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J Biol Chem. 1991 Feb 5;266(4):2647-51.

Induction of phospholipase A2 gene expression in human hepatoma cells by mediators of the acute phase response.

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  • 1Department of Molecular Genetics, Hoffmann-La Roche Inc., Nutley, New Jersey 07110.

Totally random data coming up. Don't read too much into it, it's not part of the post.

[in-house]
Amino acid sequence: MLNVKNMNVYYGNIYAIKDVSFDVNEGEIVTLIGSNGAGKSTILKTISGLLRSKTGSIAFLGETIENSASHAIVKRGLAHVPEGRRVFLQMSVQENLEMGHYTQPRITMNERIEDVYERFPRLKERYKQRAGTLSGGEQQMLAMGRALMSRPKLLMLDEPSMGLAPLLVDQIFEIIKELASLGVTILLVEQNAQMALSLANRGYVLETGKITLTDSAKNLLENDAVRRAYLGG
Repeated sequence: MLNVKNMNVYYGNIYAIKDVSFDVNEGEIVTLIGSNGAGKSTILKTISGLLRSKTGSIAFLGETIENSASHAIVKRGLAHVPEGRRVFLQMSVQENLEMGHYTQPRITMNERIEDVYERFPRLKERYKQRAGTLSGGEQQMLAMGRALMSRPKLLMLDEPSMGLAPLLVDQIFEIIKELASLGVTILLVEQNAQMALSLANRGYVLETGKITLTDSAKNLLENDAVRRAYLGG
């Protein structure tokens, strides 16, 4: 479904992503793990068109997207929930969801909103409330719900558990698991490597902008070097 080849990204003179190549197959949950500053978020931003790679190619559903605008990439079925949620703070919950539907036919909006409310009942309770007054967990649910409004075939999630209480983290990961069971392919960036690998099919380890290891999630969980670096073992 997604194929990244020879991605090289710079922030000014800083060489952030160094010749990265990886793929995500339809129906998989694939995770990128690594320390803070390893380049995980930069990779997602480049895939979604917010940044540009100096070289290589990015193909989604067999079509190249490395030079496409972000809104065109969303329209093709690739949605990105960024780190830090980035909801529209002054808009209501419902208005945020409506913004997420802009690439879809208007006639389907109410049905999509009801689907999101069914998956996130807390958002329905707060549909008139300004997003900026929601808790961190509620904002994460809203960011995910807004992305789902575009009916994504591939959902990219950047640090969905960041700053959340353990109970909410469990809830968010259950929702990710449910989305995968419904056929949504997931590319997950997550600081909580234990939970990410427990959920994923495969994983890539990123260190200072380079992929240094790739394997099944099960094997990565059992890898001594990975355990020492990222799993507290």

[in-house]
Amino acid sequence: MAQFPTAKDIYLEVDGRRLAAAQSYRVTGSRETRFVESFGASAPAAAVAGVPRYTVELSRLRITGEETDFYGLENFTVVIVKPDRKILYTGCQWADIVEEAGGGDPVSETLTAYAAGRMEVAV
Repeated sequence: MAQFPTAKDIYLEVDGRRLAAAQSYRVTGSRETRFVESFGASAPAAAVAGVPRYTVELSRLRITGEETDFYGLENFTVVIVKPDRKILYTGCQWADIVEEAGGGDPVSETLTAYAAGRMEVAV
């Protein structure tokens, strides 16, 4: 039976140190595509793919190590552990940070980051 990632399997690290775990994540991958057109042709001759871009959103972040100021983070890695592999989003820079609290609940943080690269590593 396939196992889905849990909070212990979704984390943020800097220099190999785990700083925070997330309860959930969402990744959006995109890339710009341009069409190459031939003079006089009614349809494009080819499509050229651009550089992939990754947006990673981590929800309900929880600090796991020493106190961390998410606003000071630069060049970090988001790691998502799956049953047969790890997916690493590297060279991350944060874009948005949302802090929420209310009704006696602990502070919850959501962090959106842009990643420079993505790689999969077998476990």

Serum levels of phospholipase A2 (PLA2) activity have been shown to be elevated in cases of septic shock and rheumatoid arthritis. The cellular origin of serum PLA2, however, is not known. In this report, we demonstrate that human group II PLA2 expression and secretion are induced in hepatoma cells (HepG2) following treatment with interleukin-6 (IL-6), tumor necrosis factor (TNF), and interleukin-1 (IL-1). Of the three cytokines, IL-6 is the most potent. Significant synergy is observed between IL-6 and IL-1 and between IL-6 and TNF, but not between IL-1 and TNF. PLA2 induction does not occur in human YT cells, which are known to have receptors for both IL-1 and IL-6, indicating that the regulatory mechanism involved is cell type-specific. The results of RNA blot analysis indicate that the PLA2 gene is regulated in HepG2 cells at the pretranslational level. Induction of PLA2 synthesis in HepG2 cells in response to these cytokines resembles the induction of the acute phase plasma proteins which are synthesized in cultured hepatocytes and hepatoma cells following exposure to the same cytokines and in liver in response to inflammation and infection. In addition, a putative IL-6-responsive element, which is homologous to a similar element found in several acute phase genes, is present in the 5'-promoter-proximal region of the PLA2 gene. These results suggest that serum PLA2 is synthesized in and secreted from liver cells in response to inflammatory stimuli, mediated primarily by IL-6, and therefore should be classified as an acute phase protein.

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